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Mixed Strategy

Although the deterministic strategy performed well against earlier versions of BPP which have relatively weak opponent modeling capabilities, and also against inexperienced humans. Against a stronger opponent, the likes of an experienced poker player, it is likely that this strategy would be identified and exploited quite easily. Due to the deterministic nature of its play, an intelligent opponent could possibly construct an accurate model of BPP's hand based upon its actions. An opponent could then use this knowledge to their advantage and modify their strategy to maximise profit at the expense of the more predictable player. This lead to the belief that a non-deterministic model would perform better in ``real-world'' play by introducing uncertainty into the minds of its opponents.

The mixed strategy selects an action with some probability based on the EW of the action. This ensured that while most of the time BPP would bet strongly when holding a strong hand and fold on weak hands, it occasionally chooses a sub-optimal action making it difficult for an opponent to accurately construct an accurate model of the strength of BPP's hand. This introduced randomness to it's play without sacrificing too much in the way of performance.

As described earlier, the basic decision facing any poker player is whether to fold or one's hand or not. Betting curves, such as that in Figure 8, are used to randomly select whether BPP folds or not, in a way dependent on the difference between the EW of folding and that of passing. The horizontal axis shows the difference between the EW of folding and passing (scaled by the bet size); the vertical axis is the frequency at which one should fold. Note that when the difference is zero (EW(pass) = 0), BPP will fold randomly half of the time.

Figure 8: Betting curve for folding. The horizontal axis is the difference between the expected utility of passing/calling and folding

Once the frequency for folding has been established, the action of ``not folding'' must be split so that BPP chooses to either pass/call or bet/raise. This is done in a similar fashion to determining the folding probability, calculated using the difference between the EW of betting and passing and can be seen in Figure 9. The vertical axis gives the frequency at which one should call or pass when not folding. Together, these curves give probability for each action and from this distribution BPP randomly selects an action to perform.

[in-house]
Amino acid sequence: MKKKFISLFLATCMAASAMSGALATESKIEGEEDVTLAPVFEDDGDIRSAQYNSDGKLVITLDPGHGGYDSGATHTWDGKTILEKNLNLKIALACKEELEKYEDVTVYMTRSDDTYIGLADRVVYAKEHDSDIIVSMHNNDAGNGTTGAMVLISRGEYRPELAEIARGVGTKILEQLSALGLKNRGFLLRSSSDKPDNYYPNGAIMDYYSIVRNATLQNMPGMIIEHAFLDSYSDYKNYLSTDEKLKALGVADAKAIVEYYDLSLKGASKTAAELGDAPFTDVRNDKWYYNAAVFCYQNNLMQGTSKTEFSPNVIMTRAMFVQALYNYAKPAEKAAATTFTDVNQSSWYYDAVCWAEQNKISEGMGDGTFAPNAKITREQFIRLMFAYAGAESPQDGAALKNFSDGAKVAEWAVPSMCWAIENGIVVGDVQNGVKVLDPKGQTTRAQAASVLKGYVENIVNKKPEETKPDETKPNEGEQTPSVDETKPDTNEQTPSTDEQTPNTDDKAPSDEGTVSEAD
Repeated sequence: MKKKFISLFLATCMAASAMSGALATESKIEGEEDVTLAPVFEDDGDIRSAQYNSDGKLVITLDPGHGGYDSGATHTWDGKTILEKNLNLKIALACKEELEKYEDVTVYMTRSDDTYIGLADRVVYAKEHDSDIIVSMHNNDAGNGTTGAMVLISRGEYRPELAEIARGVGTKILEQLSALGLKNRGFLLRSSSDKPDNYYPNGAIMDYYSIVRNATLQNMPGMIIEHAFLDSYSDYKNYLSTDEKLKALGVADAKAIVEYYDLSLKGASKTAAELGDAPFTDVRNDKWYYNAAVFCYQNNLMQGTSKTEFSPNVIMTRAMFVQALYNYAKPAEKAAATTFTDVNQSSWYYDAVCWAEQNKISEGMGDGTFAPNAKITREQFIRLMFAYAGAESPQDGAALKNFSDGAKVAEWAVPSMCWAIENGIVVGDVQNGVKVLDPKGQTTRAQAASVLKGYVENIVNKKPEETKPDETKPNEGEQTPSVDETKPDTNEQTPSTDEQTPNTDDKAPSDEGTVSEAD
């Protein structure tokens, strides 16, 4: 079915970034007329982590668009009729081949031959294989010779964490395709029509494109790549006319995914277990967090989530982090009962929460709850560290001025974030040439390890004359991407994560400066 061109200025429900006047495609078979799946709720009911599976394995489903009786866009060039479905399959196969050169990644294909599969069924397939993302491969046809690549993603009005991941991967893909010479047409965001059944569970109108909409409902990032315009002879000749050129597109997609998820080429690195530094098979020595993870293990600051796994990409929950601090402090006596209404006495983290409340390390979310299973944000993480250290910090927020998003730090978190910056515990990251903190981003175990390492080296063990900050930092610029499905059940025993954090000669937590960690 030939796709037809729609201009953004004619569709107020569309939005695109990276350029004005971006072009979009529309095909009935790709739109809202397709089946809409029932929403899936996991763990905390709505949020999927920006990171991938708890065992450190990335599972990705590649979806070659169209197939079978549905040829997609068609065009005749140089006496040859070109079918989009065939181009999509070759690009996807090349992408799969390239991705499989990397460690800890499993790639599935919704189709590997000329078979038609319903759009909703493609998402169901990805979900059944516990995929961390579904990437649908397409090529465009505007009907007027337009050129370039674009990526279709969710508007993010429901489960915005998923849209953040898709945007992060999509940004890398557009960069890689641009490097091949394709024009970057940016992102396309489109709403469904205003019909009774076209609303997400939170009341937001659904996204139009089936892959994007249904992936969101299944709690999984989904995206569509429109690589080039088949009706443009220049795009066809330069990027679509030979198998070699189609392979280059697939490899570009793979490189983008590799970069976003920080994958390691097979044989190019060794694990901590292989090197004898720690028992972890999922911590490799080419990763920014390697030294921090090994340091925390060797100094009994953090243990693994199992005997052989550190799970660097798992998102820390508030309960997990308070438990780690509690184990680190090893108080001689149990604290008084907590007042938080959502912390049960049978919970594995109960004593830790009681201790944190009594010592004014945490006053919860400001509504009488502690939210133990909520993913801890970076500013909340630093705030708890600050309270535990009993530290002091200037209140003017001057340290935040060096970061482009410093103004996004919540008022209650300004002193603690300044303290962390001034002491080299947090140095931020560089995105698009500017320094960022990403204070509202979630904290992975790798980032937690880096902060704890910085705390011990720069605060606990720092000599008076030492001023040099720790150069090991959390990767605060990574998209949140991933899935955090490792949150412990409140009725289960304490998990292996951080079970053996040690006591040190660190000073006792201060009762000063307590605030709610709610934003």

Figure 9: Betting curve for passing and betting. The horizontal axis is the difference between the expected utility of betting/raising and passing/calling

The playing curves are generated by the following exponential functions (where fp and cp are parameters adjustable for each round of play):

\begin{displaymath}\mathrm{fold~prob} =
\frac{1}{1 + e^{\left(fp \times \left(\frac{EW(pass) - EW(fold)}{B}\right)\right)}}
\end{displaymath} (8)

\begin{displaymath}\mathrm{pass/call~prob} =
\frac{1}{1 + e^{\left(cp \times \left(\frac {EW(bet) - EW(pass)}{B}\right)\right)}}
\end{displaymath} (9)

Ideal parameters will select the optimal balance between deterministic and randomised play by stretching or squeezing the curves along the horizontal axis. For example, if the curves were stretched heavily along the horizontal axis, totally random action selection would result, since irrespective of the EW for the actions, the curves would select either with probability 0.5. On the other hand, if the curves were squeezed towards the centre of the horizontal axis, a deterministic strategy would be employed with the action with the greatest EW always being selected.

In order to find good parameters, we employed a stochastic greedy search of the parameter space when running against a version of BPP which used betting curves (See Table 5). Since the space being searched is 8 dimensional (two types of curves, one for each of the four rounds of play) with a highly noisy score function (amount of winnings accumulated), it is not evident whether the search for optimality was successful. Nevertheless, the curves produced by the stochastic search appear to provide reasonable results and provide a good camouflage for playing behaviour by their introduction of random play.

The results in Figure 7 show that the implementation of a mixed strategy based upon the decision network produced an extremely significant improvement in play, winning $0.1865 \pm 0.025$ units per game ( $t = 7.4624; p \le 0.025$). Even so, a version of BPP employing a deterministic strategy appears to perform more convincingly. This by no means indicates that a deterministic strategy is the better choice for profitable poker play. On the contrary, it identifies a weakness in BPP's opponent modeling capabilities. Against an experienced human player, we would expect that the mixed strategy would perform better than a deterministic one, but due to the difficulty in obtaining results from games played against human players, a significant number of results have not been collected.

next up previous contents
Next: Experimental Techniques Up: Action Selection Previous: Deterministic Strategy
Jason R Carlton